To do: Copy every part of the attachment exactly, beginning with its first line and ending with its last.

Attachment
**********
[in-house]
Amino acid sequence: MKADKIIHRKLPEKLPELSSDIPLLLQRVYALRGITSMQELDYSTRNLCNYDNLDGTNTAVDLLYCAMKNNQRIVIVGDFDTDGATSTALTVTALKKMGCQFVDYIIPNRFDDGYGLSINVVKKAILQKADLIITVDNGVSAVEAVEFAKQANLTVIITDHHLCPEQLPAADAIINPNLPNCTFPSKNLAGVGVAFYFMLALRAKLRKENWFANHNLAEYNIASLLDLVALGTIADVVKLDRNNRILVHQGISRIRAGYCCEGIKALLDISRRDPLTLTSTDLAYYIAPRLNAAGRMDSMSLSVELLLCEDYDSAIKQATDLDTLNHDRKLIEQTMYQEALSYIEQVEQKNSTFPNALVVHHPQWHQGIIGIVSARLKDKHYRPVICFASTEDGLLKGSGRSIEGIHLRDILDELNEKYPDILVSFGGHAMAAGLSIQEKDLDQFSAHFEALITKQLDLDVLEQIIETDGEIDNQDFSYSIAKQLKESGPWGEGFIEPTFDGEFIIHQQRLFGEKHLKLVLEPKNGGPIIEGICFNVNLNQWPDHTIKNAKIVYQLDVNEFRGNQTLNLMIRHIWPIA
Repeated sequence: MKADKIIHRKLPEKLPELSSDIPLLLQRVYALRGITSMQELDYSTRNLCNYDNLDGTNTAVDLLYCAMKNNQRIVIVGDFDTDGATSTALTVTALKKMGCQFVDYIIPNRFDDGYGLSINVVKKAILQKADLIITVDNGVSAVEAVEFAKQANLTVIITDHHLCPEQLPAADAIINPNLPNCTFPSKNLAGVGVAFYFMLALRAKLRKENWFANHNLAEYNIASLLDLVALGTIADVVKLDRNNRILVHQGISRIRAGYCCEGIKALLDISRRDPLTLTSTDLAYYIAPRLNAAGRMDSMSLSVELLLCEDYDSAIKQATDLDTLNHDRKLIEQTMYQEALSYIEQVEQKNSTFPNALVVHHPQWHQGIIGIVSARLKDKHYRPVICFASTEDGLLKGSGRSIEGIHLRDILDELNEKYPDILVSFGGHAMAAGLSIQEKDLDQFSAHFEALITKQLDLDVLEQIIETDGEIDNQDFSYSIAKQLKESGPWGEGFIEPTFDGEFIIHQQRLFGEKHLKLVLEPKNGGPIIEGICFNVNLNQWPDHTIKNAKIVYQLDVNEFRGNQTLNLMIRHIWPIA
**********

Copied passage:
[in-house]
Amino acid sequence: MKADKIIHRKLPEKLPELSSDIPLLLQRVYALRGITSMQELDYSTRNLCNYDNLDGTNTAVDLLYCAMKNNQRIVIVGDFDTDGATSTALTVTALKKMGCQFVDYIIPNRFDDGYGLSINVVKKAILQKADLIITVDNGVSAVEAVEFAKQANLTVIITDHHLCPEQLPAADAIINPNLPNCTFPSKNLAGVGVAFYFMLALRAKLRKENWFANHNLAEYNIASLLDLVALGTIADVVKLDRNNRILVHQGISRIRAGYCCEGIKALLDISRRDPLTLTSTDLAYYIAPRLNAAGRMDSMSLSVELLLCEDYDSAIKQATDLDTLNHDRKLIEQTMYQEALSYIEQVEQKNSTFPNALVVHHPQWHQGIIGIVSARLKDKHYRPVICFASTEDGLLKGSGRSIEGIHLRDILDELNEKYPDILVSFGGHAMAAGLSIQEKDLDQFSAHFEALITKQLDLDVLEQIIETDGEIDNQDFSYSIAKQLKESGPWGEGFIEPTFDGEFIIHQQRLFGEKHLKLVLEPKNGGPIIEGICFNVNLNQWPDHTIKNAKIVYQLDVNEFRGNQTLNLMIRHIWPIA
Repeated sequence: MKADKIIHRKLPEKLPELSSDIPLLLQRVYALRGITSMQELDYSTRNLCNYDNLDGTNTAVDLLYCAMKNNQRIVIVGDFDTDGATSTALTVTALKKMGCQFVDYIIPNRFDDGYGLSINVVKKAILQKADLIITVDNGVSAVEAVEFAKQANLTVIITDHHLCPEQLPAADAIINPNLPNCTFPSKNLAGVGVAFYFMLALRAKLRKENWFANHNLAEYNIASLLDLVALGTIADVVKLDRNNRILVHQGISRIRAGYCCEGIKALLDISRRDPLTLTSTDLAYYIAPRLNAAGRMDSMSLSVELLLCEDYDSAIKQATDLDTLNHDRKLIEQTMYQEALSYIEQVEQKNSTFPNALVVHHPQWHQGIIGIVSARLKDKHYRPVICFASTEDGLLKGSGRSIEGIHLRDILDELNEKYPDILVSFGGHAMAAGLSIQEKDLDQFSAHFEALITKQLDLDVLEQIIETDGEIDNQDFSYSIAKQLKESGPWGEGFIEPTFDGEFIIHQQRLFGEKHLKLVLEPKNGGPIIEGICFNVNLNQWPDHTIKNAKIVYQLDVNEFRGNQTLNLMIRHIWPIA